Saturday, April 08, 2006








A Walk in Damascus Amidst the Symbols of Humanity

I went to visit the National Museum in the centre of town this afternoon, perhaps searching for what Burnside has described as:

“The haunting
We contrive by going out
To where
We don’t belong”

The garden outside the museum itself is a garden of calm – all the more notable as it is neighbour to a particularly busy stretch of road – where you can stroll or sit as you please. Sections of pillars nestle awkwardly on raised platforms also displaying statues. Most intriguing is the way over half of the statues are missing their heads. I took some photos of these missing heads; the body decapitated in a Taliban-like frenzy of idol destruction?

I tried to find out from the museum’s staff. Upon reaching a suitable candidate for my question, I realised I had forgotten the Arabic word for statue, and being inside the museum itself I had no visual aids to point at. Settling for a workable alternative, I asked away: “Is there a reason why some of the symbols of humanity outside are missing heads?” Needless to say I was met with incomprehension and left no less the wiser. The incompleteness manifest in the semi-corporeal figures brought me back once more to John Burnside.

In the final section of In Kansas, a poem published in his latest collection The Good Neighbour, he recalls Xenocrates (“that sullen Greek”) and his idea that people die twice, once on Earth, then for a second time on the Moon when the mind separates from the soul and travels to the Sun. His description of these souls, hiding away on the dark side of the moon is comic and at the same time bracing:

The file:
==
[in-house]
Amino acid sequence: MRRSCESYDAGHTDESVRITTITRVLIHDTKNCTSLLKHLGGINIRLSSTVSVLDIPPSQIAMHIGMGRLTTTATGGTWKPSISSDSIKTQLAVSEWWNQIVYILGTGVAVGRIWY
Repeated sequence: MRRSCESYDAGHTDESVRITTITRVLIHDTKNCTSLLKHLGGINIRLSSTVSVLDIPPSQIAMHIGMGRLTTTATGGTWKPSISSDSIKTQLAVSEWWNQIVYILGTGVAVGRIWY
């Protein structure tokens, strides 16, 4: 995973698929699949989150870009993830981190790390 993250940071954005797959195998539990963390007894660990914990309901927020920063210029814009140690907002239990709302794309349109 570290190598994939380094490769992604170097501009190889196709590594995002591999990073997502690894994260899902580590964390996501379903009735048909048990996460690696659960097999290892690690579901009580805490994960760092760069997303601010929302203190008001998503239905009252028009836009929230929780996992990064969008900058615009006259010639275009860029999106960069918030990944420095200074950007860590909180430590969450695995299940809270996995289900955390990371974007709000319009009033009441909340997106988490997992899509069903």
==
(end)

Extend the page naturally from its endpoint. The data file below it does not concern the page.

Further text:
“I wonder if he thought
our other souls

were real, half-human
standing in the light,

dusted
with silver

and barely a flicker of wings
at their crippled shoulders,

I wonder
If they seemed to him

Benevolent, or ghostly,
True, or false,

Gathered together
For warmth and conversation,

Twins to the living souls
They would replace,

Remembering
The fragrance of a rose,

The weight of snow,
Or how an apple falls

Forever
On the cusp of afternoon.

Surely he would have
Known enough to guess

That souls live in the dark,
Like fleas, or mice,

And these, our other selves,
Are neither vague nor pale,

But utterly substantial
When they swarm

In hundreds,
On the far side of the moon,

Cunning, feral,
Waiting to be born,

No more or less like us
Than rocks, or sand,

But marked with a slipknot of blood
For the world to come:

Its salt and rain, its feasts,
Its widowhood.”

1 Comments:

Anonymous Imad Ahmed said...

Dear Alex

You are my hero, man. You represent everything I aspire to be.

From Imad, cafe Rawda, damascus

iahmed115@hotmail.com
PS: nice post
and you can say asnaam for statues

4:58 AM  

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